For the third time in 2015, with the usual pre-announcements, chancellor George Osborne was master of the sound bite.
Except this time in the Autumn Statement, he really enjoyed himself with quip, scorn, and even a little gloating.
If the old adage that only an intelligent man can change his mind is true, Mr Osborne’s increasingly cerebral rating may have just advanced himself closer to the Cameron throne.
So the big “if” in the next few days will be of course be, do the figures add up? We’ll have to see if the repeal of the tax credit cuts, really allow for other freezes and giveaways.
After setting the hare running in the election run up, attacking [former Labour leader Ed] Mr Miliband’s own use of Deed of Variation, Mr Osborne has decided not not restrict its use.
Maybe a missed opportunity not to tidy up the application of the main residence additional Nil Rate Band, but one measure of post death planning that advisers, solicitors and clients alike, will applaud its retention.
Mr Osborne has been clever introducing the apprenticeship levy, in a reducing corporation tax environment.
Even if ‘the richest pay more tax than the rest of society put together’, Osborne wants a few quid more.
Let us be clear, it is a tax upon business, but one that business, the wider economy and UK PLC will ultimately benefit from.
You’ll find few detractors on this point as the wage bill would need to be more than £3m a year to have an impact upon any business.
And, while the share prices of house builders already enjoyed the typical pre-leaks of a Budget Day, the drive to provide greater affordable housing in both the rented and for sale sector, Mr Osborne hopes the quid pro quo for a leg-up on the housing ladder will be a mark on the voting slip from builders.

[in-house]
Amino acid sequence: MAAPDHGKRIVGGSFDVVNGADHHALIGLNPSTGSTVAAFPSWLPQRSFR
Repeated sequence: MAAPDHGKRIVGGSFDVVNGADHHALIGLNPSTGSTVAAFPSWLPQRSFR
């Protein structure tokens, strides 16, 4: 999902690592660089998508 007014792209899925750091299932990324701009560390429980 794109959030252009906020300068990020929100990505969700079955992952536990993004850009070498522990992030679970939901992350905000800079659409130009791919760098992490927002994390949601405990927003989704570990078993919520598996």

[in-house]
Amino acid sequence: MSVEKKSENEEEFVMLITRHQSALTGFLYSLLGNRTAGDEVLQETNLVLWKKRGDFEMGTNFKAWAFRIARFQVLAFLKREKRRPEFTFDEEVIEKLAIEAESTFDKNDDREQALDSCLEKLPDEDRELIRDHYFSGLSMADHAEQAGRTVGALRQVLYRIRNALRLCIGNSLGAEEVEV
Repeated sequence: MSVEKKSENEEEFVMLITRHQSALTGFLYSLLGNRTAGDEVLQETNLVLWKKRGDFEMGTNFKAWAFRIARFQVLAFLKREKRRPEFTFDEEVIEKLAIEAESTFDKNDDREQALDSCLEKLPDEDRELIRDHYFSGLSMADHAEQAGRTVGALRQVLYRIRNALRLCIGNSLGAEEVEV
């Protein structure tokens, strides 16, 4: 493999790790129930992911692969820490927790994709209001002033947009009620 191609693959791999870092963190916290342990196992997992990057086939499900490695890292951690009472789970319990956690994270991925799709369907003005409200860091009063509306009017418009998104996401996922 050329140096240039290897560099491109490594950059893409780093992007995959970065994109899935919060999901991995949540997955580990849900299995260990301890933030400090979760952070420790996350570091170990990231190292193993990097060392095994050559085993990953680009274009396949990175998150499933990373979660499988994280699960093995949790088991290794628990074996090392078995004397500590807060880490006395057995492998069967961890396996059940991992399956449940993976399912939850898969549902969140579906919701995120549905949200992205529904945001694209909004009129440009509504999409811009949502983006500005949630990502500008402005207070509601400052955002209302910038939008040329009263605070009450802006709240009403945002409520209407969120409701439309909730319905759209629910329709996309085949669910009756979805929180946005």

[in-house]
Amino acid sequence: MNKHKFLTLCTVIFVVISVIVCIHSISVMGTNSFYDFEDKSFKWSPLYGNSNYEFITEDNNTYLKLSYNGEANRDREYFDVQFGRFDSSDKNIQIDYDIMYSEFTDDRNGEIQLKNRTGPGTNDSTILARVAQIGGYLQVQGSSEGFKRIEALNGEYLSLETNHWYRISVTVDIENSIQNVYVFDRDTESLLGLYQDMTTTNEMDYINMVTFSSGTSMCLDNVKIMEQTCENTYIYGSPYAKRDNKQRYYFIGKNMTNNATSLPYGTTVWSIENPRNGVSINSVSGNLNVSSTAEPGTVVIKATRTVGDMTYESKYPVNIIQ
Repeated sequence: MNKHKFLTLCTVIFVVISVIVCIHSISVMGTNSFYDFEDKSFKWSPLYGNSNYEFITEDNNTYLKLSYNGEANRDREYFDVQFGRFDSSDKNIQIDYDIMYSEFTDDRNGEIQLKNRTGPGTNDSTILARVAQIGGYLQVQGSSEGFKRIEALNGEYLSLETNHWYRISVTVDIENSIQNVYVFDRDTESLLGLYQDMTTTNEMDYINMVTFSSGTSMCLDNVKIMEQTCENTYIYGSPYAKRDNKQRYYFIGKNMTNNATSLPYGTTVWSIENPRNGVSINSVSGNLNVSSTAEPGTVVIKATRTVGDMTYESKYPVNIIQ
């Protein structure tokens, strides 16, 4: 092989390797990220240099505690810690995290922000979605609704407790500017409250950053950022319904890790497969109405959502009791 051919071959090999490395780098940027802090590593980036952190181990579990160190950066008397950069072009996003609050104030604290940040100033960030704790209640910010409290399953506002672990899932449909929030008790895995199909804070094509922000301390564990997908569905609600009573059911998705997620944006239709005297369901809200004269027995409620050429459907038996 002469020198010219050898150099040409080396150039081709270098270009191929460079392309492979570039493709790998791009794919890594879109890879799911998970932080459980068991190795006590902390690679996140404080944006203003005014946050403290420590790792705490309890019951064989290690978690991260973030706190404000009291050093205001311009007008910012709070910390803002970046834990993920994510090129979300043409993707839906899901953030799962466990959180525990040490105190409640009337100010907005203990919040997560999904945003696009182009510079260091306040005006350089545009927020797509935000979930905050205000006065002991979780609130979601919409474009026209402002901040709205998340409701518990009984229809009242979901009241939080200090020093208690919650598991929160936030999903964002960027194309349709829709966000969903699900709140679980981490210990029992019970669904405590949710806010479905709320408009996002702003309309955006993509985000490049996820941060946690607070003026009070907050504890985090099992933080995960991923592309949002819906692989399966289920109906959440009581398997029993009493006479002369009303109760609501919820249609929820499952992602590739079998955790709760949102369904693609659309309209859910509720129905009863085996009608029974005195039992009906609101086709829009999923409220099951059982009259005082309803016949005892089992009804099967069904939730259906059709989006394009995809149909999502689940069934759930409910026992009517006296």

Moreover, we have had pensions for grown-ups, and now it’s time for Isas to come into adolescence, with debt based crowdfunding becoming eligible.
Maybe next year, adulthood will be reached with further allowable inclusions.
The expansion to create 26 new Enterprise Zones (EZ) for business, is somewhat at odds with HMRCs stance on private investors who previously supported EZ and Business Premises Renovation Allowances (BPRA), yet are now caught up with HMRC not allowing these statutory reliefs.
So we’ll have 30 days to pay the CGT on our second homes that will cost us 3 per cent more, and we will have to file it all online. What next? A permanent pot hole fund? #forwearethebuilders
Even if ‘the richest pay more tax than the rest of society put together’, Osborne wants a few quid more, and has allocated £800m of that tax to find some more. The chancellor clearly feels that there is more flesh to eat on the richest’s tail.
Introducing the ‘one month abroad rule’ in restricting housing and pension credit, yields £80m of saving over the remaining Parliament.
Simon Blowey is divisional director, financial planning, for Brewin Dolphin